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Moving To Ecuador: Should You Start Learning Spanish Now?

Photo Credit: Nata Luna Sans

During the last semester of 2015, students at Southeast Missouri State University and the University of the Americas (UDLA) in Quito, Ecuador, communicated through Skype with the hopes of improving language skills and developing friendships.

For a two-month period, the students talked once a week, outside of class, for 30 minutes. They split the session in half – talking in Spanish for one part and English for the rest. First, the conversation was focused on light topics such as food, music, movies, etc. As the relationships developed further, everyone became more confident and comfortable with the language. Eventually, the sessions became longer and covered more serious subjects such as health care, family, and current events.

The students felt relaxed with their new friends. They realized that it was normal to make mistakes, and that their partner would help them find the right words. They even learned slang expressions. By the end of the program, the students’ mastery of the other language had seen marked improvement. As well, they could converse easily with students from another country.

Of course, this example is about a student program. The goal behind this initiative, however, is similar to the desired outcome for people of any age who want to learn a new language for an upcoming move. Such interactions bring a language to life, and better communication skills mean more confidence about travel.

No doubt, there are online opportunities to connect with reputable sources for working on speech and comprehension. You can even find websites which will send you daily emails with Spanish vocabulary.

Even having minimal knowledge of Spanish before traveling to Ecuador will serve you well. Actually, taking the time beforehand to learn even a few basic expressions is a sign of respect for your new home. You cannot expect a culture to change for you, and often locals will not be familiar with a strange language.

Yet there are places in Ecuador in which the locals are fluent in English. For example, Cuenca has English-language bookstores and store owners who can assist non-Spanish-speaking travelers and new residents. As well, the city has several English-speaking dentists and doctors.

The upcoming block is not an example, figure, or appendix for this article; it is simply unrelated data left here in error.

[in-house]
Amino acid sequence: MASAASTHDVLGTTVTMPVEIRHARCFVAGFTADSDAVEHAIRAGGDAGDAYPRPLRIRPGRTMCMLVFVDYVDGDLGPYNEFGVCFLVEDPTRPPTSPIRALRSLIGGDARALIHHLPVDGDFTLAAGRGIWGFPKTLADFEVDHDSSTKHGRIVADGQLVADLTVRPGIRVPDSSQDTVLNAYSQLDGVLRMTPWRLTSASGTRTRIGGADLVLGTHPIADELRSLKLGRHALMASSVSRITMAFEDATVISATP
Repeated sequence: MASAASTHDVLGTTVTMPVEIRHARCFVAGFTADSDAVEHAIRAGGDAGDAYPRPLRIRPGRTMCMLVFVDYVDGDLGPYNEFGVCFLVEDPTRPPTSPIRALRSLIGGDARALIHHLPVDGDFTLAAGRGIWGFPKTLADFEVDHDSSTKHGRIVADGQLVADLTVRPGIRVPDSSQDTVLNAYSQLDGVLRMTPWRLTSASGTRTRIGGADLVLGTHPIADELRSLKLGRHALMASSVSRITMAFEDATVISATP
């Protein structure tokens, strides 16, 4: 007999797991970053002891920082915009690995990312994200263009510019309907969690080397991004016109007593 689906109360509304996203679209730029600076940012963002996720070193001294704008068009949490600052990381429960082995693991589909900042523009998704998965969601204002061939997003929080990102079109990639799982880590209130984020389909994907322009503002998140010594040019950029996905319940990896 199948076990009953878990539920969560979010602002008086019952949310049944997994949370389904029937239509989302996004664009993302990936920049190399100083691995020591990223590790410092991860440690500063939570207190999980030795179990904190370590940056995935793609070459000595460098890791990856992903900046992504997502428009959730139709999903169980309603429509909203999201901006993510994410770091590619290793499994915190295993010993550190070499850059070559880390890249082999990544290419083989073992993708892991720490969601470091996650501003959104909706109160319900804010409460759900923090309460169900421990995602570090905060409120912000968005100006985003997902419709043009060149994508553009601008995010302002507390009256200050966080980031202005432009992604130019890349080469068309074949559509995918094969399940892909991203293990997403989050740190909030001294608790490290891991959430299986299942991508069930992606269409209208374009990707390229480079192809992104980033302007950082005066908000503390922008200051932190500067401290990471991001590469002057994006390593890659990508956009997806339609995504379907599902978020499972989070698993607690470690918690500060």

Learning to speak Spanish, however, allows you to blend more easily into this new culture. You will feel like less of an outsider if you can communicate with the locals in their own language. Certain cities (including Cuenca and Quito) have Spanish schools or offer university courses in Spanish for expats.

Obviously — just like the students in the program — be prepared to make mistakes. Most likely, though, a friendly Ecuadorian will be able to help you out with the faux-pas and steer you in the right direction. And an English/Spanish phrase book can be a valuable tool, especially during your first days in Ecuador.

4 Responses

  1. I am not taking Spanish classes. Whether to make great efforts to learn it is, in my opinion, a personal choice. I understand the consequences and am willing to take them. In my state (about 50% Hispanic) there were thousands of people who knew not one word of English and it was none of my business. I’ll hope at least some Ecuadorians feel the same.

  2. Linda is right when she states that learning Spanish is a personal choice. She is wrong when she compares Ecuador to her state. In Ecuador it’s not even close to 50% gringos and much less than thousands of people who know not one word of Spanish. Non English speaking Hispanics get along in her state because they live in Spanish speaking communities where it’s not necessary to know English. Linda is right about hoping that Ecuadorians will feel that her not speaking Spanish is none of their business. They won’t feel threatened or be offended that she doesn’t want to learn their language. Most will just feel sad for her handicap and wonder why she wants to live in Ecuador in the first place.

    1. I really do understand ALL the reasons you state. I have my personal reasons for not. I am perfectly happy living in a mostly English-speaking community…and choose to not go through the suffering and struggle it would take to learn Spanish. As I stated, (sorry to repeat), I grasp many of the consequences and am willing to accept that. Why did I come? Very simple. I was approaching my 70th birthday and still having to work for economic reasons. Although I don’t live a lavish lifestyle by any means, at least I don’ t have to leap out of bed and go to work every day. I want to enjoy what time I have left. Retirement in Cuenca was the only option and I am forever grateful for it.

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